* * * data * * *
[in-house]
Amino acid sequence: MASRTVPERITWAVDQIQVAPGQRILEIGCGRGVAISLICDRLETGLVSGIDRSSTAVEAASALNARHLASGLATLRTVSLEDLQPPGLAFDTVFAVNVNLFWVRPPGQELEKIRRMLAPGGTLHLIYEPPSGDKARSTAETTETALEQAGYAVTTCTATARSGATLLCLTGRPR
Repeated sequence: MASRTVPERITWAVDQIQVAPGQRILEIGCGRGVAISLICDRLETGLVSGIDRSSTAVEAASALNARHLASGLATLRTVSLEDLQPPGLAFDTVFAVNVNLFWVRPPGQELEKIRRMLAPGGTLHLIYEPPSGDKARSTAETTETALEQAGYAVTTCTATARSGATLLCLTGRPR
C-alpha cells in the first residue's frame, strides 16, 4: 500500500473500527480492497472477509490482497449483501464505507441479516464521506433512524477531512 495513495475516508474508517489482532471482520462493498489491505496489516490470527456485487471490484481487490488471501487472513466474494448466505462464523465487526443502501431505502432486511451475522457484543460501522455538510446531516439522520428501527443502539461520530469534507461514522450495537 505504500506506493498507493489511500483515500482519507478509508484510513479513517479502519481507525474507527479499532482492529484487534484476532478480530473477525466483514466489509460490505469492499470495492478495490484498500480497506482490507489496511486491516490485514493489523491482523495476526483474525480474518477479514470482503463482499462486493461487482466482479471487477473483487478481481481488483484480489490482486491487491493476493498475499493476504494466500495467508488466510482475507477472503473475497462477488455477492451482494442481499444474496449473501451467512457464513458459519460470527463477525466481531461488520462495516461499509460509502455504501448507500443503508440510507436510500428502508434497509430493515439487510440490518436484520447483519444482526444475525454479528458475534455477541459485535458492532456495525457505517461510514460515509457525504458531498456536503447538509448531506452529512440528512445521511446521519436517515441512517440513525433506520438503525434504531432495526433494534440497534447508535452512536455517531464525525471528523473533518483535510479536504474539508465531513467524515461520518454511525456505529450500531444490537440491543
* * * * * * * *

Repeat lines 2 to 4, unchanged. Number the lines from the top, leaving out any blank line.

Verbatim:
Amino acid sequence: MASRTVPERITWAVDQIQVAPGQRILEIGCGRGVAISLICDRLETGLVSGIDRSSTAVEAASALNARHLASGLATLRTVSLEDLQPPGLAFDTVFAVNVNLFWVRPPGQELEKIRRMLAPGGTLHLIYEPPSGDKARSTAETTETALEQAGYAVTTCTATARSGATLLCLTGRPR
Repeated sequence: MASRTVPERITWAVDQIQVAPGQRILEIGCGRGVAISLICDRLETGLVSGIDRSSTAVEAASALNARHLASGLATLRTVSLEDLQPPGLAFDTVFAVNVNLFWVRPPGQELEKIRRMLAPGGTLHLIYEPPSGDKARSTAETTETALEQAGYAVTTCTATARSGATLLCLTGRPR
C-alpha cells in the first residue's frame, strides 16, 4: 500500500473500527480492497472477509490482497449483501464505507441479516464521506433512524477531512 495513495475516508474508517489482532471482520462493498489491505496489516490470527456485487471490484481487490488471501487472513466474494448466505462464523465487526443502501431505502432486511451475522457484543460501522455538510446531516439522520428501527443502539461520530469534507461514522450495537 505504500506506493498507493489511500483515500482519507478509508484510513479513517479502519481507525474507527479499532482492529484487534484476532478480530473477525466483514466489509460490505469492499470495492478495490484498500480497506482490507489496511486491516490485514493489523491482523495476526483474525480474518477479514470482503463482499462486493461487482466482479471487477473483487478481481481488483484480489490482486491487491493476493498475499493476504494466500495467508488466510482475507477472503473475497462477488455477492451482494442481499444474496449473501451467512457464513458459519460470527463477525466481531461488520462495516461499509460509502455504501448507500443503508440510507436510500428502508434497509430493515439487510440490518436484520447483519444482526444475525454479528458475534455477541459485535458492532456495525457505517461510514460515509457525504458531498456536503447538509448531506452529512440528512445521511446521519436517515441512517440513525433506520438503525434504531432495526433494534440497534447508535452512536455517531464525525471528523473533518483535510479536504474539508465531513467524515461520518454511525456505529450500531444490537440491543